A few terms are not radiologic, such as those pertaining to lower urinary tract functional disorders, but also have to be known and understood by paediatric radiologists and thus will be included. The proposed glossary is being assessed by a panel of renowned European (paediatric) urologists and nephrologists. Their comments will then be integrated to provide for a better description of pathological disorders and better communication between (paediatric) radiologists, (paediatric) urologists and surgeons, and paediatricians or (paediatric) nephrologists. More information on the confusion of terms can be found in the literature listed in the end of this paper.
Update on contrast-enhanced ultrasound
Since the introduction of stable US contrast agents nearly two decades ago, they have been increasingly applied in examinations of the paediatric urogenital tract. Since the withdrawal of the first-generation US contrast agent Levovist® (Schering, Berlin, Germany) from the market, the US contrast agents used in children have included SonoVue® (Bracco, Milan, Italy), mostly in Europe and Asia, and Optison® (GE Healthcare, Milwaukee, WI) in the United States; but neither is registered for use in children. Thus all paediatric US contrast agent applications are off-label, requiring informed consent in some jurisdictions.
Contrast-enhanced voiding urosonography
Intravenous contrast-enhanced urosonography
Impact of procedural recommendations in paediatric urogenital radiology
To assess the impact and appreciation of the ongoing work of the task force a questionnaire was distributed by email to 700 members of ESPR and the Society for German Speaking Paediatric Radiologists. The questionnaire asked to subjectively report on knowledge, adherence, adequacy and impact of the existing recommendations of the ESPR Uroradiology Task force and European Society of Urogenital Radiology Paediatric Working Group. Respondents were requested to tell us whether these were useful or potentially in need of an update. Further, the questionnaire tried to evaluate which of the professional groups endorses the recommendations: paediatric radiologists, general radiologists or clinicians.
The survey was conducted from October 2012 to March 2013. Responses where received, most of them using SurveyMonkey, an Internet-based online survey tool and software (SurveyMonkey, Portland, OR; http://www.surveymonkey.com). It yielded a response rate of only 9%, not sufficient for definite conclusions. The answers generally came from throughout Europe, including Eastern Europe, but also a few from the United States, Canada and other countries. Forty-four members reported that they knew the recommendations from meetings, 15 from the literature and 26 from the Internet. Personal communications or visits to various departments were reported to have helped to spread the recommendations.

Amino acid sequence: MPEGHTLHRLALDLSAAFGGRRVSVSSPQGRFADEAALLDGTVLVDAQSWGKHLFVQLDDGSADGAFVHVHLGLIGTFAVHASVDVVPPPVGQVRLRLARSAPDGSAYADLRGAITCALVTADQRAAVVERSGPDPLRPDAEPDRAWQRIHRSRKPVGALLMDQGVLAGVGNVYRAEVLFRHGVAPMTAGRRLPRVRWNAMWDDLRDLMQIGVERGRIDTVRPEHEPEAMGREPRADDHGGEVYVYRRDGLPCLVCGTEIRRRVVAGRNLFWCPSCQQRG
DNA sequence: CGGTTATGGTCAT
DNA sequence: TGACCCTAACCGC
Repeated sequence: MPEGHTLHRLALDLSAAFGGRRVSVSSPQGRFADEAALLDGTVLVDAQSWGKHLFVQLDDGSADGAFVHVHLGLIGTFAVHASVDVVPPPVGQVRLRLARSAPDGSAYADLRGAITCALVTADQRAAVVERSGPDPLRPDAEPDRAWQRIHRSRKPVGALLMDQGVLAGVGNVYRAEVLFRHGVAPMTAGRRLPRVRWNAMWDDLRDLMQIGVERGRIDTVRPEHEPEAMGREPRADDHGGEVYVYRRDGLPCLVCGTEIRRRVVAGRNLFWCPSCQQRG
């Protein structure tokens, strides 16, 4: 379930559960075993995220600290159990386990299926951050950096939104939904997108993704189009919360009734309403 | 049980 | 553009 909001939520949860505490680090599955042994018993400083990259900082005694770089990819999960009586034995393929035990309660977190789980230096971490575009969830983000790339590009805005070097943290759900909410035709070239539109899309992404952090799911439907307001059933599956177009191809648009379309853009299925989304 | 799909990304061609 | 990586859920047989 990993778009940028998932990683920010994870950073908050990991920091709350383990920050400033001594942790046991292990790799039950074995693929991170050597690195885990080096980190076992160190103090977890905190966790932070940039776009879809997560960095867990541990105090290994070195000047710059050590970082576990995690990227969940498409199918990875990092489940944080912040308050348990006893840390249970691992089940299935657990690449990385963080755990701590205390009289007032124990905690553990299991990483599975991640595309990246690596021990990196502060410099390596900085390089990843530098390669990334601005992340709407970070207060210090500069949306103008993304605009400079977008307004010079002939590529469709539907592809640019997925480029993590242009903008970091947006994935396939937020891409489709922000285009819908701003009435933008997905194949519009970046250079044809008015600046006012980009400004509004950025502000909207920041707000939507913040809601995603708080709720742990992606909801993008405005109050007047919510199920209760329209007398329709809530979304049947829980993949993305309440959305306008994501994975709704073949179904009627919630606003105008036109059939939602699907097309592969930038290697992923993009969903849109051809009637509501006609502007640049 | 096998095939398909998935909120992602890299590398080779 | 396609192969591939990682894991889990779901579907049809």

A list of clarified terms used in paediatric uroradiology has been provided and discussed. This work is ongoing and requires feedback from and agreement among the specialties involved: (paediatric) radiologists, (paediatric) urologists and surgeons, paediatricians and (paediatric) nephrologists.
Contrast-enhanced US is still (and probably will be for the next few years) an off-label investigation throughout childhood. However, many applications have been reported. Their use and application as well as the respective research are now also promoted by the new International Contrast Ultrasound Society. Thus, growing attention needs to be paid to this development, reasonable recommendations have to be issued, probably more dose findings studies and analysis of defined patients cohort (e.g., using multi-centre patient registries, as presently promoted by the European Federation of Societies for Ultrasound in Medicine and Biology) have to be performed to properly understand and document the utility of intravenous contrast-enhanced US. This will allow further definition of its role in the armamentarium of imaging modalities applicable throughout infancy and childhood and in the consideration of first reports of some rare but nevertheless severe side effects like anaphylactic reactions that require adequate precautions for proper and professional handling of such events.
The existing 10 paediatric procedural recommendations and the 11 proposals for imaging algorithms in paediatric uroradiology are somewhat known to most paediatric radiologists, less to general radiologists, and the least to clinicians — with concordant voting for the other aspects such as use and impact. This implies a need for better communication with general radiologists and even more with clinicians to increase awareness of existing recommendations and the rationale behind these approaches. Enhanced communication is also needed to discuss applicability, and — eventually — feedback to enable a respective update of recommendations based on or leading to a wider acceptance. Paediatric radiologists need to engage in creating clinical guidelines so that the paediatric radiology recommendations impact those guidelines that are most commonly used by clinicians.
Finally, because all these aspects are a work in progress, we invite all readers’ comments and suggestions on these and earlier recommendations in order to improve these recommendations and thus contribute to the task force work.
Conflicts of interest
Standardisation of terminology
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Update on contrast-enhanced ultrasound in childhood
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Recommendations in paediatric uroradiology